When it comes to real estate investment, two terms you often hear are internal rate of return (IRR) and internal rate of return (IRR). But while they’re related, they’re also different. Their overall similarity is that they’re metrics used in real estate investment evaluations. Their main difference is that one is about the future cost of funds, while the other is an investment analysis technique. Here’s what you need to know about WACC versus IRR.

What is IRR?

Internal rate of return is a tool that investors use to, among other things, evaluate real estate over time and assess profitability. You can get a good idea of an investment’s risk by calculating what the property will likely be worth and what its value would be in today’s market, then matching those totals against the size of your investment.

In the end, figuring out the internal rate of return for each potential investment gives investors keen insight into how much a property will likely be worth in the future. How? By letting you know what it’s worth right now.

In Practical Terms How is IRR Used?

In addition to being a superior way to estimate an investment’s potential, the internal rate of return is also frequently utilized to examine capital projects and improvements, and how much such improvements will add to costs. In addition, the IRR can estimate future positive cash flows and factor in large expenses.

What is WACC?

In real estate, the weighted average cost of capital is how much, on average, debt and equity capital is used to finance a property investment. To figure that out, how much each capital source costs is weighted with its contribution, expressed in percentages, to the investment’s total acquisition cost.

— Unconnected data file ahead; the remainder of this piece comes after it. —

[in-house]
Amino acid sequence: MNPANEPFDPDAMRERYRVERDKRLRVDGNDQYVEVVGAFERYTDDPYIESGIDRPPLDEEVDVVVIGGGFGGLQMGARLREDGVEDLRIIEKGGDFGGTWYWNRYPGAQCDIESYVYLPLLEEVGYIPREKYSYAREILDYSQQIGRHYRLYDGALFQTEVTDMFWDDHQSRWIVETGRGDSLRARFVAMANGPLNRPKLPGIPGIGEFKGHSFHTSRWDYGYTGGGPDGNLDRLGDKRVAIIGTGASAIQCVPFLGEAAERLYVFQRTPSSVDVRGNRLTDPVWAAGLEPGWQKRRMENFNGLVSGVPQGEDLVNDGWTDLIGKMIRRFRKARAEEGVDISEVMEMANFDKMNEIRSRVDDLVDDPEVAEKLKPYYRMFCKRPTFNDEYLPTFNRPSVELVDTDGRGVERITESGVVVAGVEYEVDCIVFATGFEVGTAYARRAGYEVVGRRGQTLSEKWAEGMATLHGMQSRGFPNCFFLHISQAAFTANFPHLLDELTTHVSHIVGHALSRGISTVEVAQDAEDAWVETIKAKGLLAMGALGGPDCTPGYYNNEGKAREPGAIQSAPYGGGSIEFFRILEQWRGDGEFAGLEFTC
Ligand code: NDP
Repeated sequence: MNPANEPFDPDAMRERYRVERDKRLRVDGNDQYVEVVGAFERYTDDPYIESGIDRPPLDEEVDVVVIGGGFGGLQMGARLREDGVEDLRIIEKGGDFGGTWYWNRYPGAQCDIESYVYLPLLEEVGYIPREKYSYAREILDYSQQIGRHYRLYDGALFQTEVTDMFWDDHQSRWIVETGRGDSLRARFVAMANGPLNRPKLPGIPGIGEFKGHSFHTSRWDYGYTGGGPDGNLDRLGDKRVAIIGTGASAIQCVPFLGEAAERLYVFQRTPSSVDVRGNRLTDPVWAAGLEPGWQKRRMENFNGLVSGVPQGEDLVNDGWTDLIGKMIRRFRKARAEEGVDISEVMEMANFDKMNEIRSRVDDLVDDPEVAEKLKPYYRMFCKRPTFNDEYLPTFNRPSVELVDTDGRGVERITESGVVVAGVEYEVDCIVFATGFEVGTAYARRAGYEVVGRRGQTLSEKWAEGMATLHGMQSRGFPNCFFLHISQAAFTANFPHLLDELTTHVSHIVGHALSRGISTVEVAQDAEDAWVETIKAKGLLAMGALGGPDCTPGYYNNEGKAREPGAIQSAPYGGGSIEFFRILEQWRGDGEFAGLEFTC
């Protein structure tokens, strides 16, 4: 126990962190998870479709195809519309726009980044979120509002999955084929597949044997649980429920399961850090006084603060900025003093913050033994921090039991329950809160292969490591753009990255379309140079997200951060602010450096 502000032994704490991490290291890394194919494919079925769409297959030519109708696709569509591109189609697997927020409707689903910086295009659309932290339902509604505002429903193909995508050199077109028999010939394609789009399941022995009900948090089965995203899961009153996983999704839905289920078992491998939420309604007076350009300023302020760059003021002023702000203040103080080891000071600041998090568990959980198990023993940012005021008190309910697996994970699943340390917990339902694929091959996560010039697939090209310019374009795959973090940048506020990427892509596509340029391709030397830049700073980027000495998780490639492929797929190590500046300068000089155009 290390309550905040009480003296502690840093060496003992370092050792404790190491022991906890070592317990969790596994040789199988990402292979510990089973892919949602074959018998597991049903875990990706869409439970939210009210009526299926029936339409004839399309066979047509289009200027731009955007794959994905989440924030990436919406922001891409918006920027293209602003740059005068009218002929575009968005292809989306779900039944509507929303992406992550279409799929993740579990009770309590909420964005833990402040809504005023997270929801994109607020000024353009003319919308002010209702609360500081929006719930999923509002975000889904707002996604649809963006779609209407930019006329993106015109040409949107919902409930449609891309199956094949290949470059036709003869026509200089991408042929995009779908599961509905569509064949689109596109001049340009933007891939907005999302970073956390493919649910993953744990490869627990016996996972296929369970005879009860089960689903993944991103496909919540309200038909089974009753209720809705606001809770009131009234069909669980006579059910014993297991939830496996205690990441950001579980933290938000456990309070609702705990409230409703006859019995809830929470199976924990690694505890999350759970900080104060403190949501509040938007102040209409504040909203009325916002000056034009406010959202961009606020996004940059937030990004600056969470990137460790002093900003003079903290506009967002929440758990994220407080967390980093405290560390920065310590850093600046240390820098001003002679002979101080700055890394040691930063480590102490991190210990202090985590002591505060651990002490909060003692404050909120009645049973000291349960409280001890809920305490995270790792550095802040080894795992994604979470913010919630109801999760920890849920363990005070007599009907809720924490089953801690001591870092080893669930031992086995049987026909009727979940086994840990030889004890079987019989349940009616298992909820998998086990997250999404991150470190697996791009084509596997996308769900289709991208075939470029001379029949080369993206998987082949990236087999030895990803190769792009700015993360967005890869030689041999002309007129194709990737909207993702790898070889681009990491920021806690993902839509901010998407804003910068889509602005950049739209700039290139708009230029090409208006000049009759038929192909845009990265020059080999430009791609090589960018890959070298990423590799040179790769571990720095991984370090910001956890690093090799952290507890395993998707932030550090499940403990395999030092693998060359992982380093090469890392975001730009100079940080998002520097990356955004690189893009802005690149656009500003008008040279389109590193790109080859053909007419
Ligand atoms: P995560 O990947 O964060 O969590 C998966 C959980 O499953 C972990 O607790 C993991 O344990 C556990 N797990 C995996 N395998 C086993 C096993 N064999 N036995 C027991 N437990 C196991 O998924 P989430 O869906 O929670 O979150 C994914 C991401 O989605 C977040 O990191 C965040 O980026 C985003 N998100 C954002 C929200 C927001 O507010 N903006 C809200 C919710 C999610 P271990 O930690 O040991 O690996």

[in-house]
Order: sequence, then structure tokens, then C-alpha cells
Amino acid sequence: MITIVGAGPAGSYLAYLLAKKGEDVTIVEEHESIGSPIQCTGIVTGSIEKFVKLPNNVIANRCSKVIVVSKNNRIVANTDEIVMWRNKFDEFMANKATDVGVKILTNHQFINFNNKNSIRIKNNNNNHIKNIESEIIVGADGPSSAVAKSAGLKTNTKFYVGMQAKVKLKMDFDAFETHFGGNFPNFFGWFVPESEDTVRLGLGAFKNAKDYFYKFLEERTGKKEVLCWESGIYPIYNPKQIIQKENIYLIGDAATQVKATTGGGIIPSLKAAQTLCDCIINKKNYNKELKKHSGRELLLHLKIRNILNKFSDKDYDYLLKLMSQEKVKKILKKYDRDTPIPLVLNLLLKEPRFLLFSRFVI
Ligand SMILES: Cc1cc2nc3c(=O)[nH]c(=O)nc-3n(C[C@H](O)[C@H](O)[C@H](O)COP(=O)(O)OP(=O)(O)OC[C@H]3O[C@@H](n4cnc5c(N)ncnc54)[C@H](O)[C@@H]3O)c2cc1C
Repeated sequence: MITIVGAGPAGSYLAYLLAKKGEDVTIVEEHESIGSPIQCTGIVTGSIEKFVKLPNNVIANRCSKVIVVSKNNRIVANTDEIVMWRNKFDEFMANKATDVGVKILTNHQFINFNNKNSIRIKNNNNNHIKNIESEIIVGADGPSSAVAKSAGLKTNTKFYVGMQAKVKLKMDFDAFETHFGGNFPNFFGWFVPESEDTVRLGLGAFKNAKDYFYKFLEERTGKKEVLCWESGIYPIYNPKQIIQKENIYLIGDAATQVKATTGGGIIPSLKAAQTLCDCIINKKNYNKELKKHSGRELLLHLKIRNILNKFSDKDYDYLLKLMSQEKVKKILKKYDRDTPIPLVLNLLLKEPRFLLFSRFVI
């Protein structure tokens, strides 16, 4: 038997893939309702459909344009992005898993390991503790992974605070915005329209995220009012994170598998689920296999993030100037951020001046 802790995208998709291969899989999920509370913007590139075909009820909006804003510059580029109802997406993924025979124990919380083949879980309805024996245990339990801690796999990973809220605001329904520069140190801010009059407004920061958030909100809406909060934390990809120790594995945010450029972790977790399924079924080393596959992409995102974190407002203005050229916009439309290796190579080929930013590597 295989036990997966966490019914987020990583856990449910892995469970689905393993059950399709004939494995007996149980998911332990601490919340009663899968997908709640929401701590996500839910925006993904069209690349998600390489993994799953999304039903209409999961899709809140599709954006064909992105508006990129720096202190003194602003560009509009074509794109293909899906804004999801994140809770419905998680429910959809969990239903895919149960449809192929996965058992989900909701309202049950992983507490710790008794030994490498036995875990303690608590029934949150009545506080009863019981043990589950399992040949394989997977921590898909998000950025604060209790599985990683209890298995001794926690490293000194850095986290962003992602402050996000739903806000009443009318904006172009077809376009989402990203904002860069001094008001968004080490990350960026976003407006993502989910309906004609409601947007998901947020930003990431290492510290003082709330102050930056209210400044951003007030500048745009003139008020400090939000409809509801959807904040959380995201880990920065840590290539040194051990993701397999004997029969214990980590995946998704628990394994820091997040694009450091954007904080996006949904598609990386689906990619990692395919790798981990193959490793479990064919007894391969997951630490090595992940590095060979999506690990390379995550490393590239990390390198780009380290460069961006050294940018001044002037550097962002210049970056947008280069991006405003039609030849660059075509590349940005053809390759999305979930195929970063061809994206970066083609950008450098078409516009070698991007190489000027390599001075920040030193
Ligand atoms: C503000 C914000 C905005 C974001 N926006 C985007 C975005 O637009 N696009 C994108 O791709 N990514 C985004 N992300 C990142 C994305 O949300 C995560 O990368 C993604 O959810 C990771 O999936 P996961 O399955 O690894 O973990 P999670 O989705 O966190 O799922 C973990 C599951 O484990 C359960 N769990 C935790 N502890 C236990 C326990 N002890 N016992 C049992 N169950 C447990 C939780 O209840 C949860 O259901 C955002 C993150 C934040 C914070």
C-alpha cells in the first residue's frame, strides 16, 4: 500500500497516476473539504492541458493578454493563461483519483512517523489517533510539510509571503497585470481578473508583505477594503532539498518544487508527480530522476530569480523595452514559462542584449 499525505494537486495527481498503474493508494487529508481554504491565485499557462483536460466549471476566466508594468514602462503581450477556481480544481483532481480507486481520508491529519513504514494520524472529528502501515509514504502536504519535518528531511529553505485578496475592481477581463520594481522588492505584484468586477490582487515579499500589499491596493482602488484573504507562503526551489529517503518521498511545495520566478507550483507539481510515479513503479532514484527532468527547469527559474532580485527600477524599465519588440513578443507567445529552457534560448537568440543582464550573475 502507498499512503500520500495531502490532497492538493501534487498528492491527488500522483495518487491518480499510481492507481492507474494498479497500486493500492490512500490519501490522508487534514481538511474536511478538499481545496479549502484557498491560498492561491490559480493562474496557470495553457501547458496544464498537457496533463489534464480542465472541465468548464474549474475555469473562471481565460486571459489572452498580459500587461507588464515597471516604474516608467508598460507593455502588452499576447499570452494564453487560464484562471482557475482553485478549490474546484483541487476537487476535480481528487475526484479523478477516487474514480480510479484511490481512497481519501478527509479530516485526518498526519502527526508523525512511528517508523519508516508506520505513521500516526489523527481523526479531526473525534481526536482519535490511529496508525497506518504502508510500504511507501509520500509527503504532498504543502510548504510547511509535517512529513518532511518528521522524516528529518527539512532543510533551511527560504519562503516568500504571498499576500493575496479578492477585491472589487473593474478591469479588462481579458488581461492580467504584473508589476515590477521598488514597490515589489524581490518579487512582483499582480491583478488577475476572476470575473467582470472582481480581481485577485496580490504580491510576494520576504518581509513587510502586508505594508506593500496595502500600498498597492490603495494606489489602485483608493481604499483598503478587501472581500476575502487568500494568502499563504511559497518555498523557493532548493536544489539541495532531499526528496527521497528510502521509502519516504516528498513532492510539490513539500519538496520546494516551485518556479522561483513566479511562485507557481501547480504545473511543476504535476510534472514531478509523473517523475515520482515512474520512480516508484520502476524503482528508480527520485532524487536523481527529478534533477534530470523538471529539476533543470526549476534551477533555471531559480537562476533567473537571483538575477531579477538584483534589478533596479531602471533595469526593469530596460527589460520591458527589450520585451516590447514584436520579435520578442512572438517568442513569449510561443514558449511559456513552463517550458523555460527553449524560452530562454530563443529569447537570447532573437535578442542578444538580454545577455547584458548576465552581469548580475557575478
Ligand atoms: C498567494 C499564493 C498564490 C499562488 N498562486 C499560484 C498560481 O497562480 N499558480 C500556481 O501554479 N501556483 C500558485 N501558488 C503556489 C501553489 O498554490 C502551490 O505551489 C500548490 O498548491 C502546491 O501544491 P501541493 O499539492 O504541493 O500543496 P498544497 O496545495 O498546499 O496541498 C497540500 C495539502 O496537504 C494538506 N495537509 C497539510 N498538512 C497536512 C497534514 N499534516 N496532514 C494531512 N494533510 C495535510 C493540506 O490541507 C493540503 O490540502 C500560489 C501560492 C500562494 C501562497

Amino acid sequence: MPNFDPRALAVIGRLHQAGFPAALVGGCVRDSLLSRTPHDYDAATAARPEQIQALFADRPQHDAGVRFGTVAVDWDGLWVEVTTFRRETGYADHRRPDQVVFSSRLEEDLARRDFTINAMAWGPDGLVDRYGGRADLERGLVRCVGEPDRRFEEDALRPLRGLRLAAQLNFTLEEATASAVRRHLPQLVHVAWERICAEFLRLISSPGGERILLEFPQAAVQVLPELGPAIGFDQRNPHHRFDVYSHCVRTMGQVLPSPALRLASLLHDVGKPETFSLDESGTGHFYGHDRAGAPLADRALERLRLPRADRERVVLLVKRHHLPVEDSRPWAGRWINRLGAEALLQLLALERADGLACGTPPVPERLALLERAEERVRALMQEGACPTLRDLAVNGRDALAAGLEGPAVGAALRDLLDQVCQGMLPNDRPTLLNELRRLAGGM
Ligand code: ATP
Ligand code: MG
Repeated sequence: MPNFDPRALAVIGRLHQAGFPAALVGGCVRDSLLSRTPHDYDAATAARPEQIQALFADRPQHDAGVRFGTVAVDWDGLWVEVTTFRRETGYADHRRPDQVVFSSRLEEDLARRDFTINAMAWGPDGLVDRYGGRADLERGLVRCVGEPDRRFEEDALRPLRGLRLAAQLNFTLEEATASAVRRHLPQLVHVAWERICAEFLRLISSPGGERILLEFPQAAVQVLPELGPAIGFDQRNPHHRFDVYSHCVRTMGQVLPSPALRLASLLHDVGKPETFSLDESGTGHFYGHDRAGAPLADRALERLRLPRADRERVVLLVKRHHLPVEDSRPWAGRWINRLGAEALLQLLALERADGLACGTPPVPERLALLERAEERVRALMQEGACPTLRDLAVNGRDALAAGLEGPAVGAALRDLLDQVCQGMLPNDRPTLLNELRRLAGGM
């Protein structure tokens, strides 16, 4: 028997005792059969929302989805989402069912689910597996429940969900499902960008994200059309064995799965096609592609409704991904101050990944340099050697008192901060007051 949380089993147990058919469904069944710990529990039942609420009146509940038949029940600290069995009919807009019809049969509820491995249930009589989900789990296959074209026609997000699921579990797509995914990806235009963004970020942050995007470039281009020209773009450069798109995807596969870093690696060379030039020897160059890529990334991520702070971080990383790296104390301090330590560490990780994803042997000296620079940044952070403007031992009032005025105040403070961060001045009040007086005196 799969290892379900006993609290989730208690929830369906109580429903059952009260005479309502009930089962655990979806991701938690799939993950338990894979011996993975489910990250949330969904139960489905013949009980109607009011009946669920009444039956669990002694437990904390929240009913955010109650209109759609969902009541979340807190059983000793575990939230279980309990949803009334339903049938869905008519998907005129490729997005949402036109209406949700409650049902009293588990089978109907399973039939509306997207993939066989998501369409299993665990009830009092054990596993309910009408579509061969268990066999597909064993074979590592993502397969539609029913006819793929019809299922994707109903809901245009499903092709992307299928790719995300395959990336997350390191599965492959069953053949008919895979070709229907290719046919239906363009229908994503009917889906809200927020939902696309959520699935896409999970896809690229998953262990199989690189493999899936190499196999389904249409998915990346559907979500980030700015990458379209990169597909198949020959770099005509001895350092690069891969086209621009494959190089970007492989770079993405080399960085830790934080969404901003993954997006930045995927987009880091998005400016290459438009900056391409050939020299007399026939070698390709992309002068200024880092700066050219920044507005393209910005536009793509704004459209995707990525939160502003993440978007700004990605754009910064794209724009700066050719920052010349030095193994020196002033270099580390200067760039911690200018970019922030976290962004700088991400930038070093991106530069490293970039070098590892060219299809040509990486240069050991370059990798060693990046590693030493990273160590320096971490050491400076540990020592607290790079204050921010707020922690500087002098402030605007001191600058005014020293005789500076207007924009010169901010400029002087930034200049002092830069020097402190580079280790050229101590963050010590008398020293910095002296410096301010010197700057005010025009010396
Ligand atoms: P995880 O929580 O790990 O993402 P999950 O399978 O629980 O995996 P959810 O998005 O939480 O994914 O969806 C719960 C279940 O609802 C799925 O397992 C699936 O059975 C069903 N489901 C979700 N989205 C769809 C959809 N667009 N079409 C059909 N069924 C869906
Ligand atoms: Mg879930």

In other words, the WACC is, on average, the net cost of an investor’s capital sources expressed as a percentage. Because it measures what an investor doles out for debt and equity financing, the lower the WACC, the better, since financing costs are minimized.

Understanding the WACC is important for anyone seeking to break into real estate investment, just as understanding capital calls, say, is essential for those who plan to invest in venture capital funds or private equity.

What’s the Connection Between IRR and WACC?

The link between the WACC and the IRR is the cost of equity capital, which is a required IRR. To cover the investment’s financing cost, the IRR must be larger than the WACC.

What’s the main difference, then, between the WACC and IRR? Whereas WACC represents the anticipated costs of funds from equity as well as debt sources, the IRR is used by investors to help them decide whether to take on a project or not.

The general rule of thumb is that the ideal project has an IRR that’s greater than or matches the investor’s capital costs, and that investors should likely pass on a project that has an IRR that’s less than the investor’s capital costs.

When considering WACC vs IRR, remember that however helpful the latter may be, it’s still an estimation of prospective returns that are based on assumptions. Too, when it comes to evaluating new projects, the WACC is somewhat limited in its application scope and is also based on a set of assumptions. Still, they’re effective for what they are and can significantly help with major decision making when it comes to real estate investments. If you’re interested in such investments and want to learn more, the alternative investment platform Yieldstreet has a host of resources available.

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